Now, it’s possible to “focus” on, say, technique for years and never develop good skills. Such people might focus on, say, adjusting 100 people a day without visualizing where they are coming from, or getting coaching. In essence, they’ve been practicing adjusting rather than visualizing growth. It isn’t practice but effective or “perfect practice” that improves performance.
This is why it is important to combine focus with things like visualizing in order to know what to focus ON. But even the best education, opportunities, or innate skills will fail without focus. In fact, I’ve never been close to anyone with any skills at anything at all where they hadn’t spent long, grueling hours in practice.
That said, it seems obvious that if you spend 100 hours at task X, and nine other people also spend 100 hours, there will be ten different results. Doesn’t that prove the existence of innate ability?
Well, I don’t seriously say that there is NO difference in innate ability.
That would, I think, be foolish. What I will say is that the concept of “talent” isn’t useful. I usually see “talent” invoked to stop someone from even trying. “I’m not talented enough to do X” they say, instead of rolling up their sleeves.
That’s comparing yourself to others in a damned unproductive way. You should only use competition to spur yourself to greater effort, not to stop yourself from trying. If those nine other people, under the same coach or teacher, get different results, does it mean they had different innate ability? Well, probably that’s true. But what is also true is that they:
- Only apparently got the same teaching. All language is based on shared referents. The same thing said to two different people NEVER means exactly the same thing.
- People have different foundations of experience. Someone who has played tennis is going to pick up handball faster than you, even if you have the same coach, and practice the same hours.
- Skills can transfer from completely different domains. Someone who has mastered communication might recognize the deep flow state required for patient education, and slip into it more rapidly.
- People have different emotional needs. The activity might well trigger a deeper sense of connection in one person than another. They will give it different levels of commitment, will think about it at night while they sleep, while they eat, obsessively. They spend no more time in the classroom, but have spent three times as much time overall. Some cultures contain the building blocks of success in their entertainments and family interactions. For instance, one of the reasons I’m not at all certain about black “athletic superiority” is the fact that physical motion, and rhythmic motion, is far more reinforced in black than white culture. I watched black kids teaching each other to dance from the time they could walk—in ways that white kids never did. Rhythm IS coordination. And once you have coordination, you learn ANYTHING physical more easily.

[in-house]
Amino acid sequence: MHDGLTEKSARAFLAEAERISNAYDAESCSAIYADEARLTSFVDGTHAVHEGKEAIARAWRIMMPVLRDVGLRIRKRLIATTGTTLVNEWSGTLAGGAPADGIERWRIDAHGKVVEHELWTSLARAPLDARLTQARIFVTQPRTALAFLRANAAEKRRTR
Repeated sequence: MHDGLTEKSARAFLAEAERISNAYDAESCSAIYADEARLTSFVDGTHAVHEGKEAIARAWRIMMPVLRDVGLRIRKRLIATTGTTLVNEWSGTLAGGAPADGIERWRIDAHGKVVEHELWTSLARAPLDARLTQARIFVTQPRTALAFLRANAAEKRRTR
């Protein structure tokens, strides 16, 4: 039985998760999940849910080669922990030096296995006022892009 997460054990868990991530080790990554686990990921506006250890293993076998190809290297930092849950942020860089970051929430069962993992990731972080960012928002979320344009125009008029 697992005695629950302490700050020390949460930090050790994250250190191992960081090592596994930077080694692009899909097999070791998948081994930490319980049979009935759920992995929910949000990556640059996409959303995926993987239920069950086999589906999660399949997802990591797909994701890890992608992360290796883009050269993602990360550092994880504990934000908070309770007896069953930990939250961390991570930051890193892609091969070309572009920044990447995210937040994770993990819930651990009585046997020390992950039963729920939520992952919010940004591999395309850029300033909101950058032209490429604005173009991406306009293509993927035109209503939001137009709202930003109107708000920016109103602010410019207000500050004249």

- So…back to my first point. To me, the central talent, if an innate talent exists, is the ability to focus on a single thing until you have it nailed. To focus through fatigue, boredom, disappointment, pain. To keep going after others have wandered away. To obsess about it as you fall asleep. To study the chosen discipline while others are partying. To step back and focus on the question of focus itself: how to enter and sustain flow state? How to block out outside interference? How to resist the guilt-tripping and obstructionist tendencies of family, friends and community? How to develop an obsessive drive that borders on mania without tipping over?
All other knowledge, without focus, will produce mediocre results. A fine mind, split into multiple tracks when you should be bringing everything to bear on the RIGHT NOW, on the MOMENT, this little space outside of time where everything happens, is pretty useless.
That’s my story, and I’m sticking to it.
Dr. Carey N. Pabouet-Sigafoose